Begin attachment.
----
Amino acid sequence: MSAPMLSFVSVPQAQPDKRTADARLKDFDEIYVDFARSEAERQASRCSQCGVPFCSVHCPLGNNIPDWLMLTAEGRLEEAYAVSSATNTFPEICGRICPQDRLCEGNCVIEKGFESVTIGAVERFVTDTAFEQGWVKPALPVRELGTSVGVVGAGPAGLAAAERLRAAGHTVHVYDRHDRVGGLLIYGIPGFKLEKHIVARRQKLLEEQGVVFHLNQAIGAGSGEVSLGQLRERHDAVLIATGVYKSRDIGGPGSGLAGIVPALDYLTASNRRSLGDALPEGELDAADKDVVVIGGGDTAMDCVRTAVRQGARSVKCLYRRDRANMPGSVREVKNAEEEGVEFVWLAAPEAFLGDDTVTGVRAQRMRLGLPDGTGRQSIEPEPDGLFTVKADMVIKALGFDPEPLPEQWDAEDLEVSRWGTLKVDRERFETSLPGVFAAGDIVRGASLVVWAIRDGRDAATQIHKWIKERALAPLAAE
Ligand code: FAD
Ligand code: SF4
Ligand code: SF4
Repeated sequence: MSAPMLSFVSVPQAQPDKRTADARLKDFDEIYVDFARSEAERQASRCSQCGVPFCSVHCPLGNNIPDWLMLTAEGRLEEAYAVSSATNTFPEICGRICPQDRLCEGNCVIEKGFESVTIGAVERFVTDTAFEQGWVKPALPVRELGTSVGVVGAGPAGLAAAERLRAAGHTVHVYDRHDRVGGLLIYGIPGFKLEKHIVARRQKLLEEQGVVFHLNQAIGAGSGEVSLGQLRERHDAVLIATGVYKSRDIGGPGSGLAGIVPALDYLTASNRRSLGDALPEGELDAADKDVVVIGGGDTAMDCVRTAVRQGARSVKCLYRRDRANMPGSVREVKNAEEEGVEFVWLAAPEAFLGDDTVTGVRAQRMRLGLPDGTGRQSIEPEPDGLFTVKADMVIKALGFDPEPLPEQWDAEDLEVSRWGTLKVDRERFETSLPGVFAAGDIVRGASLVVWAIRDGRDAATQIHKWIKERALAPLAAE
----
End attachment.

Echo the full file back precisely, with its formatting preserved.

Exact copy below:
Amino acid sequence: MSAPMLSFVSVPQAQPDKRTADARLKDFDEIYVDFARSEAERQASRCSQCGVPFCSVHCPLGNNIPDWLMLTAEGRLEEAYAVSSATNTFPEICGRICPQDRLCEGNCVIEKGFESVTIGAVERFVTDTAFEQGWVKPALPVRELGTSVGVVGAGPAGLAAAERLRAAGHTVHVYDRHDRVGGLLIYGIPGFKLEKHIVARRQKLLEEQGVVFHLNQAIGAGSGEVSLGQLRERHDAVLIATGVYKSRDIGGPGSGLAGIVPALDYLTASNRRSLGDALPEGELDAADKDVVVIGGGDTAMDCVRTAVRQGARSVKCLYRRDRANMPGSVREVKNAEEEGVEFVWLAAPEAFLGDDTVTGVRAQRMRLGLPDGTGRQSIEPEPDGLFTVKADMVIKALGFDPEPLPEQWDAEDLEVSRWGTLKVDRERFETSLPGVFAAGDIVRGASLVVWAIRDGRDAATQIHKWIKERALAPLAAE
Ligand code: FAD
Ligand code: SF4
Ligand code: SF4
Repeated sequence: MSAPMLSFVSVPQAQPDKRTADARLKDFDEIYVDFARSEAERQASRCSQCGVPFCSVHCPLGNNIPDWLMLTAEGRLEEAYAVSSATNTFPEICGRICPQDRLCEGNCVIEKGFESVTIGAVERFVTDTAFEQGWVKPALPVRELGTSVGVVGAGPAGLAAAERLRAAGHTVHVYDRHDRVGGLLIYGIPGFKLEKHIVARRQKLLEEQGVVFHLNQAIGAGSGEVSLGQLRERHDAVLIATGVYKSRDIGGPGSGLAGIVPALDYLTASNRRSLGDALPEGELDAADKDVVVIGGGDTAMDCVRTAVRQGARSVKCLYRRDRANMPGSVREVKNAEEEGVEFVWLAAPEAFLGDDTVTGVRAQRMRLGLPDGTGRQSIEPEPDGLFTVKADMVIKALGFDPEPLPEQWDAEDLEVSRWGTLKVDRERFETSLPGVFAAGDIVRGASLVVWAIRDGRDAATQIHKWIKERALAPLAAE